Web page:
The information below is in response to the drought of 2003. For updated information related to the drought of 2006 go to Extension Responds: Drought 2006.
Extension Responds: Drought
The rains came finally in mid September, but the long dry summer of 2003 left many farmers with seriously drought-stressed crops and the prospect of short supplies of feed for next winter. Extension Responds with management advice, strategies and advice for making the most of this year’s grain and forage crop.
MANAGEMENT, MARKETS, AND ECONOMICS
This presentation in PowerPoint includes pictures and descriptions of drought damage in Wisconsin and an estimate of the economic impact of losses in one Wisconsin county this summer.
“USDA Ag Market News, Feedstuffs and Hay Reports” gives current prices for hay and other feeds from markets throughout the US.
This spread sheet can help you estimating the value of standing corn for corn silage.
If you are buying or selling hay this year, this fact sheet on hay marketing may help you.
Do you want to buy hay to supplement feed this year? Do you have some for sale? The Haylist is a free online searchable marketplace where people with hay for sale and people looking to buy can make contact.
The Farm Service Agency website has links to information about emergency loans and other financial assistance.
The practices and tools that contribute to profitability are similar in both good economic times and bad. However, the way managers implement these practices and tools may change.
FOR DAIRY PRODUCERS:
Answers to your questions about coping with short forage supplies for cattle.
Feeding Strategies When Forage Supplies Are Short
Download set of slides in PowerPoint that outlines recommendations for feeding strategies this year. Coping with 2003 Crop Situation
Drought stressed corn plants may contain deadly quantities of nitrate. Protect your herd from nitrate poisoning.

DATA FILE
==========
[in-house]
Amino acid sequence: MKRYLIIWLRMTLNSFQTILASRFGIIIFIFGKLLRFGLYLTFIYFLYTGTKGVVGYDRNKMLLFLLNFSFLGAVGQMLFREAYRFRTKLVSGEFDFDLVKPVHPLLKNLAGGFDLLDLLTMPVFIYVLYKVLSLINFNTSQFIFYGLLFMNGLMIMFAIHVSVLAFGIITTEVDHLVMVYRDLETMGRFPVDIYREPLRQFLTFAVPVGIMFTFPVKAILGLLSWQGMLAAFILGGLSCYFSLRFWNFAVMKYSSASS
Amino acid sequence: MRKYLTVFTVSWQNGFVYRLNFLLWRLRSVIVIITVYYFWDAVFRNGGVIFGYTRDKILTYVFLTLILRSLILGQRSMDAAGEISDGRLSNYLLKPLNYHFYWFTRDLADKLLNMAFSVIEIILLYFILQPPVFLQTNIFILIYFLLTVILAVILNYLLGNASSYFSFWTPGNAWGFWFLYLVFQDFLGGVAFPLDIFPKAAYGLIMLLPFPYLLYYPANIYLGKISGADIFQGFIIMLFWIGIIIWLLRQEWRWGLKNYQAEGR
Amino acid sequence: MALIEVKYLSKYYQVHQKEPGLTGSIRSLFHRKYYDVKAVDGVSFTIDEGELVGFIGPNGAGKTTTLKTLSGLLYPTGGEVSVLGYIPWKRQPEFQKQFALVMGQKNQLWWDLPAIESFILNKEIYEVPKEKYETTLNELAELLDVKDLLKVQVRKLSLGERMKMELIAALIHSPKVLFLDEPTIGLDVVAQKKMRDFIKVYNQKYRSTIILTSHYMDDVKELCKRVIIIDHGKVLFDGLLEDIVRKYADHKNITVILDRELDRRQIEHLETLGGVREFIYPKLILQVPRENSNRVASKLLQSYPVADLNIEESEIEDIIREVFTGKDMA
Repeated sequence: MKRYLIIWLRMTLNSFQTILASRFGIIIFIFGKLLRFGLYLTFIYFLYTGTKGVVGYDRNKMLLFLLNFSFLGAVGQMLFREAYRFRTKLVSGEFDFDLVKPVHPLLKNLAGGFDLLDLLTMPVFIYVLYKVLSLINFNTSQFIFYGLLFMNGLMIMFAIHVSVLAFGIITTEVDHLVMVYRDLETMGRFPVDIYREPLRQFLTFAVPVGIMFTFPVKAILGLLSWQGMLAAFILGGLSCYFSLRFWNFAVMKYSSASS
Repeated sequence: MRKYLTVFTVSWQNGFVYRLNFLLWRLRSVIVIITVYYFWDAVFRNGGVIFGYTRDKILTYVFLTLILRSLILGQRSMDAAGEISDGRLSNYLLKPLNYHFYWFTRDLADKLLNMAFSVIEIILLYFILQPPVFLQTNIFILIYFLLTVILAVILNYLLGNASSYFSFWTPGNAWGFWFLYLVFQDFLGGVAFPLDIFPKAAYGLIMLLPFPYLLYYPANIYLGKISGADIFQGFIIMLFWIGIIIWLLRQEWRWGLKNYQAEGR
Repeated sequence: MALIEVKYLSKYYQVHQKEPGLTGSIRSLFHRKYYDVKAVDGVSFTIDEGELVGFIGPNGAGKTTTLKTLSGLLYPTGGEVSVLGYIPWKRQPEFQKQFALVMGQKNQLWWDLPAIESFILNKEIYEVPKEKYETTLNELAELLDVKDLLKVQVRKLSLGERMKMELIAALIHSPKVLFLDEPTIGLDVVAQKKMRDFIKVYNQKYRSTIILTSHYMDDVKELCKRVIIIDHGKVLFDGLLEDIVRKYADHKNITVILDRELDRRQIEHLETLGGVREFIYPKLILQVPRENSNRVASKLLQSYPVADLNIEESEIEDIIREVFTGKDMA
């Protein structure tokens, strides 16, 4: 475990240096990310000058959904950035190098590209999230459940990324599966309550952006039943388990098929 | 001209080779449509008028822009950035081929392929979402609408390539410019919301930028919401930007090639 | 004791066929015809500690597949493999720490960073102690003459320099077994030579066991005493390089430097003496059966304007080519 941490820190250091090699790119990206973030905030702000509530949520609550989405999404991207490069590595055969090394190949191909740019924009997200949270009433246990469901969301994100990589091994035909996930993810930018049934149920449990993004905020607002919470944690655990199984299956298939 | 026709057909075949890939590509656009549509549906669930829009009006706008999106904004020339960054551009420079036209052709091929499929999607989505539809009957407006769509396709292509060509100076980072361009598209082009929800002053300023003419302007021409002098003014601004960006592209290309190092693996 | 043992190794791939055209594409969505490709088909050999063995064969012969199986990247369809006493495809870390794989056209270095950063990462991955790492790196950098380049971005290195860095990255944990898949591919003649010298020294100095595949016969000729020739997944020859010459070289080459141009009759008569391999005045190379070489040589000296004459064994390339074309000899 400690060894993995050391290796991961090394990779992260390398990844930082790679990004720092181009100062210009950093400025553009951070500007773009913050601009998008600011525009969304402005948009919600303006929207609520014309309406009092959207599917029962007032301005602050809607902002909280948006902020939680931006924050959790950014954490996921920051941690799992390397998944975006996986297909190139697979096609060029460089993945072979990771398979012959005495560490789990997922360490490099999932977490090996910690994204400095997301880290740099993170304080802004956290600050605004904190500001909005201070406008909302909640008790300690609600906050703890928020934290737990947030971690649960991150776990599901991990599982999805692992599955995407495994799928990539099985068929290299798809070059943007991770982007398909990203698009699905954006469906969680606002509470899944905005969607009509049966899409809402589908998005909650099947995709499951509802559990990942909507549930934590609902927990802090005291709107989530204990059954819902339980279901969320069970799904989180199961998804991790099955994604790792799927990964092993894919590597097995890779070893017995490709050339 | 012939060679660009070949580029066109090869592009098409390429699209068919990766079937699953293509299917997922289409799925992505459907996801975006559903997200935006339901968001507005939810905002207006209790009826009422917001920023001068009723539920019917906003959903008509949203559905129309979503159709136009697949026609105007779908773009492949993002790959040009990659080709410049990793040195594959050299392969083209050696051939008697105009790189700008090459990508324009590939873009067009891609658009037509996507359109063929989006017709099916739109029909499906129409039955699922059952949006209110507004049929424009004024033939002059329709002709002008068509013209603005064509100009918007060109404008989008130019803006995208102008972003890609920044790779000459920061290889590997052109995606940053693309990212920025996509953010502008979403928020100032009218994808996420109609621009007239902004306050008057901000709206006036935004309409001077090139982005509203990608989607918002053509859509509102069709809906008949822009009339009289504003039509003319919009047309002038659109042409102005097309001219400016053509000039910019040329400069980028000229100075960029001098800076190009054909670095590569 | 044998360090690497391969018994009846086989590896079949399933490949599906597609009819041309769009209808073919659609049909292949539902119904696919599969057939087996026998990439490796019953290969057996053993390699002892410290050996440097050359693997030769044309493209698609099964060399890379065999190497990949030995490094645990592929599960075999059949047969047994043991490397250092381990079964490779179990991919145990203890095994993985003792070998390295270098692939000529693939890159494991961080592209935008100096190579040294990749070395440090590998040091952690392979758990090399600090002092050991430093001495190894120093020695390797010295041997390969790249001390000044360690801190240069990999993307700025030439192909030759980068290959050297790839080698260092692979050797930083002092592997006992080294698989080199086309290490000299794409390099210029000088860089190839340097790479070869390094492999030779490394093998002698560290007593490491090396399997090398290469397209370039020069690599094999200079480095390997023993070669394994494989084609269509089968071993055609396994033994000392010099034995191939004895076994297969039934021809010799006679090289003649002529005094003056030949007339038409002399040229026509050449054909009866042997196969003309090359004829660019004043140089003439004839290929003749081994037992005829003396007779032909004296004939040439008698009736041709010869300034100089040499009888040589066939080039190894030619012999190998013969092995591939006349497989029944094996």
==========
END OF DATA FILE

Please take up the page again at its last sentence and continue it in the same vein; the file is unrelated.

• Nitrate Poisoning In Cattle, Sheep And Goats
• Excessive nitrate in forages are lethal
FOR BEEF PRODUCERS:
Because hay prices are higher than the seasonal average this year, many producers are considering weaning calves early.
If you feed beef cattle, how much hay will you need next winter? Use this worksheet to figure it out:
Estimating Winter Hay Needs (PDF)
Farmers facing a forage shortage might consider putting cows out to graze on corn stalk residue.
Grazing Corn Stalk Residue to Reduce Forage Inputs
What do you do if you are over-wintering beef cows and feed is in short supply? Here's the feeding strategy recommended by UW-Extension beef experts.
FOR CORN GROWERS:
Now is a good time to get into your fields to plan harvest and evaluate last year’s ‘experiments. Lessons learned producing this year's crop will help with next year's crop.
Use this spreadsheet to calculate the silage value of your standing corn.
Reports of corn silage moisture conditions from county UW-Extension agents around the state are available at the Corn Silage Drydown site.
When corn plants are stricken by drought, what actually happens in the plant and how does it affect yield? UW-Extension corn agronomist Joe Lauer responds:
What Happens Within The Corn Plant When Drought Occurs?
Download a set of slides in PowerPoint that outlines recommendations for managing drought stressed corn crops this year.
Farmers whose corn crop was drought damaged will probably salvage what they can by chopping the plants for silage. However, in a drought year, those plants are likely to contain a lethal dose of nitrates. Extension specialists explain the problem and how to avoid it:
Nitrate Poisoning In Cattle, Sheep And Goats
Excessive nitrate in forages are lethal. Extension soils specialist Keith Kelling explains what causes the nitrate build-up in drought years, how to manage feed if nitrates are high and how to get your forage tested.
What steps can corn growers take to salvage the most from a drought-stricken corn crop? UW-Extension corn agronomist Joe Lauer responds: Handling Drought-Stressed Corn
FOR SOYBEAN GROWERS:
Forage supplies are low and the price is high. How can farmers make the most from their drought-affected soybean crop? The answer may be “forage.”
And here’s the formula for figuring out what that soybean forage is worth.
If you’re wondering how soybean plants respond to the stress of a drought, the answers are here.
Thinking about selling drought-stressed soybeans directly to dairy farmers? Here's how to determine the right price.
HARVEST AND STORAGE SAFETY
Dry growing conditions mean corn stalks may contain unusually high levels of nitrates – one of the key ingredients of deadly silo gas. UW-Extension’s Cheryl Skjolaas provides this reminder about taking care when working around silos. (PDF)
HOME AND GARDEN:
FOR MORE INFORMATION:
The Disaster Handbook for Extension Agents includes a section of factsheets on drought and excessive heat. The Handbook was developed Wisconsin Cooperative Extension in 1994.
The EDEN website provides information on drought and other disaster and security issues.
Research-based information about forages at the Extension Team Forage Website.